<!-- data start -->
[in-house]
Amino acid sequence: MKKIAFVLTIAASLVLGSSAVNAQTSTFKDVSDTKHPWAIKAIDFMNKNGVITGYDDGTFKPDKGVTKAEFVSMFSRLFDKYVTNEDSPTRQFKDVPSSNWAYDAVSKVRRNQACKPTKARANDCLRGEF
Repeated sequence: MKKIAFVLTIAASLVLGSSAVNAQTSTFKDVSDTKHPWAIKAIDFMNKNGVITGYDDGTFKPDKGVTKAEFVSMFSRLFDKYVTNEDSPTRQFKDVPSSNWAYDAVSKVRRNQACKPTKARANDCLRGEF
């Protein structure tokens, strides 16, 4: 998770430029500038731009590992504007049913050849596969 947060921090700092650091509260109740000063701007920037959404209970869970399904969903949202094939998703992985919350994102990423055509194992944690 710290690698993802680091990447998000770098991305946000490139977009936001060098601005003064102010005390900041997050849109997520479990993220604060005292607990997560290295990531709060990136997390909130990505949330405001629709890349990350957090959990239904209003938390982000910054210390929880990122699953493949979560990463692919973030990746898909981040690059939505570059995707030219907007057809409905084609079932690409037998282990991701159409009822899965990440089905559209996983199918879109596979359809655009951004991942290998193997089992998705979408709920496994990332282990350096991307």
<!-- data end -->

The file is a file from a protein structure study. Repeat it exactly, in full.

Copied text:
[in-house]
Amino acid sequence: MKKIAFVLTIAASLVLGSSAVNAQTSTFKDVSDTKHPWAIKAIDFMNKNGVITGYDDGTFKPDKGVTKAEFVSMFSRLFDKYVTNEDSPTRQFKDVPSSNWAYDAVSKVRRNQACKPTKARANDCLRGEF
Repeated sequence: MKKIAFVLTIAASLVLGSSAVNAQTSTFKDVSDTKHPWAIKAIDFMNKNGVITGYDDGTFKPDKGVTKAEFVSMFSRLFDKYVTNEDSPTRQFKDVPSSNWAYDAVSKVRRNQACKPTKARANDCLRGEF
């Protein structure tokens, strides 16, 4: 998770430029500038731009590992504007049913050849596969 947060921090700092650091509260109740000063701007920037959404209970869970399904969903949202094939998703992985919350994102990423055509194992944690 710290690698993802680091990447998000770098991305946000490139977009936001060098601005003064102010005390900041997050849109997520479990993220604060005292607990997560290295990531709060990136997390909130990505949330405001629709890349990350957090959990239904209003938390982000910054210390929880990122699953493949979560990463692919973030990746898909981040690059939505570059995707030219907007057809409905084609079932690409037998282990991701159409009822899965990440089905559209996983199918879109596979359809655009951004991942290998193997089992998705979408709920496994990332282990350096991307």